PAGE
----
Pete's Point: Johnson coached dominant Tiger teams

Publisher Pete Mohs looks back on the coaching career on Pine River legend Jerry Johnson

Photo illustration, Metro Creative Graphics, Inc.

An obituary for Jerry Johnson in last week’s Echo Journal briefly mentioned that one of the loves in the life of the 82-year-old Pine River man was coaching.

But there’s much more to the story than simply the word “coaching.”

Johnson was a successful coach. His girls’ basketball teams at Pine River High School, and eventually Pine River-Backus following the consolidation of the schools in 1992, were dominant for more than a decade.

Jerry Johnson.JPG
Jerry Johnson

“I think we only lost eight games in my four years on the team,” said Dina Kangas, who played for the Tigers between 1983-1987. “Jerry and his wife (Gloria) were always there for the players. It was a good family atmosphere. He let us play, and didn’t limit what we could do.”

Johnson, who often credited the Tigers’ success to his players, had powerhouse teams in the Lake Region Conference, and also in District 24 (the previous playoff structure before sections).


“We had a great run,” Kangas recalled. “And we had some pretty good players.”

Johnson first started coaching the Tigers in 1980 while his daughter, Michelle, was a standout.

“Jerry’s teams were always tough,” said Randy Schwegel, who coached girls basketball at Backus before coming to Pine River after the consolidation. “We had some decent teams at Backus, but not at the level of Pine River. I remember one game, where we moved the ball around the zone, and won 21-20. That was about the only time I remember beating him.”

Despite compiling a 70-12 record in his first five seasons, Johnson announced his retirement from coaching after the 1984-85 season. The Tigers had won four straight Lake Region Conference titles and lost to eventual state champion Staples-Motley in the District 42 title game. But Johnson was ready to retire.

Johnson said he went to the administration a month before the 1985-86 season was to start, and discovered that they still didn’t have a head coach for a program that had finished 19-2 two straight years. Johnson, who originally said he had mixed emotions when he retired, agreed to come back to the program.

Jerry’s teams were always tough. We had some decent teams at Backus, but not at the level of Pine River.
Randy Scwegel, former Backus girls basketball coach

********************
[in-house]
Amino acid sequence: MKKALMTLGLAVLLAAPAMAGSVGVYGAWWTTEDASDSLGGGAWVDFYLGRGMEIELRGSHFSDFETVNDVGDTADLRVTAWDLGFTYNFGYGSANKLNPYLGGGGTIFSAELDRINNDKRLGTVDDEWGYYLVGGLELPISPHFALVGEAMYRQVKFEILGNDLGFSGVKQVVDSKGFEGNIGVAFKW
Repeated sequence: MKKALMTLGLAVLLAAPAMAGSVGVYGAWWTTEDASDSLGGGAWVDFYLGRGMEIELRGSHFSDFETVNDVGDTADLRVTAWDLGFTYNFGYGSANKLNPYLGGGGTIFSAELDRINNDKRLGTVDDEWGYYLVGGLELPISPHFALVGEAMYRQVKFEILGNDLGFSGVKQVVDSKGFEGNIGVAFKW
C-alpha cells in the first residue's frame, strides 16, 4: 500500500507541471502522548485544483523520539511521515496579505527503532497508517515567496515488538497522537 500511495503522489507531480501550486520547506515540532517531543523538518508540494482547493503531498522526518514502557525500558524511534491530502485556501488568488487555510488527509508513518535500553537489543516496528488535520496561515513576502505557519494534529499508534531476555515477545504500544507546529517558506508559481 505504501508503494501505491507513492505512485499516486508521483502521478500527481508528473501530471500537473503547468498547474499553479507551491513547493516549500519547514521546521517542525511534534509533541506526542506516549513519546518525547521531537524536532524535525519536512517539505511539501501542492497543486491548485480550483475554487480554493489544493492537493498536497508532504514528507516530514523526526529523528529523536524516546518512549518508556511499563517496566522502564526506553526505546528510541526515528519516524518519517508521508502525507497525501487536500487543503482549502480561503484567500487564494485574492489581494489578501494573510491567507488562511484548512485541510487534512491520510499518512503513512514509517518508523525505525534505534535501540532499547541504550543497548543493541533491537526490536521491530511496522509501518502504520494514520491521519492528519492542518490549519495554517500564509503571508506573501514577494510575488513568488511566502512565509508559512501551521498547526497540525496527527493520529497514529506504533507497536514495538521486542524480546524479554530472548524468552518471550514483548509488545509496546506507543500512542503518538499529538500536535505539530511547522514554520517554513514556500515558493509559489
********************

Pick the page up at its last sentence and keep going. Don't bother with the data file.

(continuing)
It was a good decision as the Tigers continued their winning ways for a program that continued to produce talented players - like Kangas, who would become one of the best players in team history. She finished with 1,771 career points and led the Tigers to the District 24 title as a senior. The three-time conference MVP later played college basketball at the University of Minnesota-Duluth, where she finished as one of the top Division-II scorers.

“Four of our five starters from that season went on to play college basketball,” said Kangas, who added the players benefited from the confidence of a winning high school program.

Johnson would coach five more seasons after Kangas graduated in 1987. Harold Chitwood, a longtime coach at Backus and Pine River, was an assistant to Johnson for his final two seasons.


“We had some good players come from Backus after the consolidation, and we went to the (district) finals in 1992,” Chitwood said. “The following year, both of us were not asked to come back to coach. That was the end for Jerry. He really had a run of talent on his teams.”

Chitwood, Schwegel and Kangas all remember Johnson was a quiet leader.

“I rarely remember him being loud on the bench,” Schwegel said. “And I don’t remember him getting mad at officials or his girls.”

Johnson let his players make plenty of noise on the court during the powerhouse seasons. The Tigers never made it to state, but did compile more than 190 wins with Johnson as coach.

“I remember how hard Jerry worked,” Kangas said. “He was a teacher and a coach. He also worked part-time at Gardner Hardware (in Pine River). He was a good teacher and coach.”

Pete Mohs, publisher, may be reached at 218-855-5855 or . Follow him on Facebook.

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